The Benefits of Cinnamon

When I think of cinnamon, I can smell the cinnamon buns my great-grandmother used to make and the cinnamon toast I ate nearly every day before school (on Wonder Bread, no less).

But now my life is (nearly) wheat- and yeast-free. Do I bid a fond farewell to my jar of cinnamon?

Definitely not!  After learning that cinnamon could be beneficial with my PCOS diagnosis, I started to research this aromatic spice.  Little did I know how healthy it could be. Did you know that cinnamon:

  • Is high in calcium, iron, manganese and fiber
  • Is antifungal and inhibits growth of candida albicans
  • Is antibacterial and can get rid the intestines of germs
  • Is anti-inflammatory and can act as a muscle relaxant
  • Helps lower LDL cholesterol (the bad cholesterol)
  • Helps to regulate blood sugar by helping the body to use the insulin in a more effective way (helpful for Type 2 diabetics)
  • Is a digestive aid for indigestion, nausea, morning sickness, gas, upset stomach
  • Can help cognitive activity and memory loss (Wheeling Jesuit University study)…and the benefits can be found by just smelling cinnamon
  • Been shown to reduce the growth of leukemia and lymphoma cells (Study by the US Department of Agriculture in Maryland)
  • Can help with cramps–intestinal, menstrual and leg cramps
  • Can be a natural birth control–it can delay menstruation after childbirth if taken regularly [But do not supplement with cinnamon if you are pregnant.]
  • Removes impurities in the blood (which can help with pimples!)
  • Acts as an insect repellent–use a few drops of cinnamon oil on a paper towel or ribbon to ward off the bugs

The oil can contain elements that are harmful and/or cause irritation or allergic reactions. Some people add it to their foods, but it seems to be used more widely as aromatherapy.

The cinnamon bought in grocery stores, usually Cassia, is often too old to be medicinal and may contain higher amounts of coumarin, which is an element that thins the blood and may harm your liver.  [If you are taking Coumadin or have any type of bleeding disorder, don’t supplement with cinnamon.] Certainly safe though for eating in dishes and sprinkled over hot cereal, but not what you want to supplement with.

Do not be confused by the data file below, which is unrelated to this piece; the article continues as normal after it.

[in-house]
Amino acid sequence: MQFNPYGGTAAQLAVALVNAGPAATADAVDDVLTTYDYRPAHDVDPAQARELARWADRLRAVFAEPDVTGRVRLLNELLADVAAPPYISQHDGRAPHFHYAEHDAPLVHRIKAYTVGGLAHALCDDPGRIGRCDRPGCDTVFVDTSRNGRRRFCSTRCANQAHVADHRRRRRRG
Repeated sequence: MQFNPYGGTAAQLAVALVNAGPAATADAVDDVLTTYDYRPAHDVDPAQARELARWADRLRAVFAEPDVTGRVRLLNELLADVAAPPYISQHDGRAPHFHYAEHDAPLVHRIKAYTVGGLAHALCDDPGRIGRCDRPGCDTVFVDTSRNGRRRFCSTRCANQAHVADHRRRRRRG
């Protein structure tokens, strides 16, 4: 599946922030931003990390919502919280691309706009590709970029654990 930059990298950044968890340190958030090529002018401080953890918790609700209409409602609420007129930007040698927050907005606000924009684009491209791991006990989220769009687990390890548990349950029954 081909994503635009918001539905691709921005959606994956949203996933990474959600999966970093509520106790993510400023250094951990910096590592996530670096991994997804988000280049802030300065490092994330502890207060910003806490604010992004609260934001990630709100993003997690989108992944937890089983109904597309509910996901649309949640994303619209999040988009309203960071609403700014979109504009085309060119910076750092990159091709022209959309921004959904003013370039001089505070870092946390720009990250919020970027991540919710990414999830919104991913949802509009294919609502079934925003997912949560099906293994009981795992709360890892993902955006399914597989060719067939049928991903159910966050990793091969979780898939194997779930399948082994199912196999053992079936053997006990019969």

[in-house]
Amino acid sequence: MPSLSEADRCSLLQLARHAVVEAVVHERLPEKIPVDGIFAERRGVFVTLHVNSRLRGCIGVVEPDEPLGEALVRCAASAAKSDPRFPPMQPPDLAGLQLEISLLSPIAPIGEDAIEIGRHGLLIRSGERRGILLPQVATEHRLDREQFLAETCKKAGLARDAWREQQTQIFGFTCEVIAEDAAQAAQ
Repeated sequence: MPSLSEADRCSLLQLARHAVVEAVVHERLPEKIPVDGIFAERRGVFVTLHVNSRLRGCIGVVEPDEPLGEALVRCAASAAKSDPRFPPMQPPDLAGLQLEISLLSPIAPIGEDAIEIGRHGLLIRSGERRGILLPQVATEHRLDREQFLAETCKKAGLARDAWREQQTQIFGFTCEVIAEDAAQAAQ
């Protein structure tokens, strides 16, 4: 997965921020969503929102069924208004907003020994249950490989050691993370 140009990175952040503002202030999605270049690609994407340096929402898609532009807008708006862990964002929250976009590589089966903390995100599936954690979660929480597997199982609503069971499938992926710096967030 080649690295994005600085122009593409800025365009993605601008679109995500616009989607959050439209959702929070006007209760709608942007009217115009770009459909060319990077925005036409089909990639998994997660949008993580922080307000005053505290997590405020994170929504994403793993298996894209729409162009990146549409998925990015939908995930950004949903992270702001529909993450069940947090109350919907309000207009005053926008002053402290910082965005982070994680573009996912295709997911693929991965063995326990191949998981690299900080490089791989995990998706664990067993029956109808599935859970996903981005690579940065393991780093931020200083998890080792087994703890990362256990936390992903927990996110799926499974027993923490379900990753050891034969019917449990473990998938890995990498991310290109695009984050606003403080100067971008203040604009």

If you want to get the full benefit in a safe way, look for powdered bark in capsules from a health or vitamin store. Or try to find Ceylon cinnamon which is the “pure” form and grind it up yourself.

This is probably more information than you ever thought you’d get about a little jar in your spice cabinet, right??  Is your mind spinning thinking about the rest of the spices in your kitchen? Patience friends…we’ll get to those too 🙂

So with all of the health benefits, it makes sense to incorporate this spice into the daily menu.  Cook some steel-cut oats for breakfast and add some cinnamon and a little stevia to sweeten it up. Or mix some in almond butter and spread on a green apple. (A much better afternoon snack that anything you can buy out of a vending machine!) Or try an Indian recipe for chicken masala…

What’s your favorite way to enjoy cinnamon? You know I’m always looking for healthy recipes 🙂

[And before I go, I’ll state the obvious again…I am not a cinnamon farmer, doctor or scientist, or any cinnamon type expert.  (I just research A LOT and take copious notes 🙂  Foods are be medicinal, so it is important to talk to your doctor before supplementing with cinnamon.]


4 responses to “The Benefits of Cinnamon

  1. I put a big sprinkle of cinnamon in my black bean burgers along with garlic, chili and onion powders, and cumin. It’s become a pretty standard spice mix for me, oddly enough.

  2. That is so interesting! Thanks Kim!

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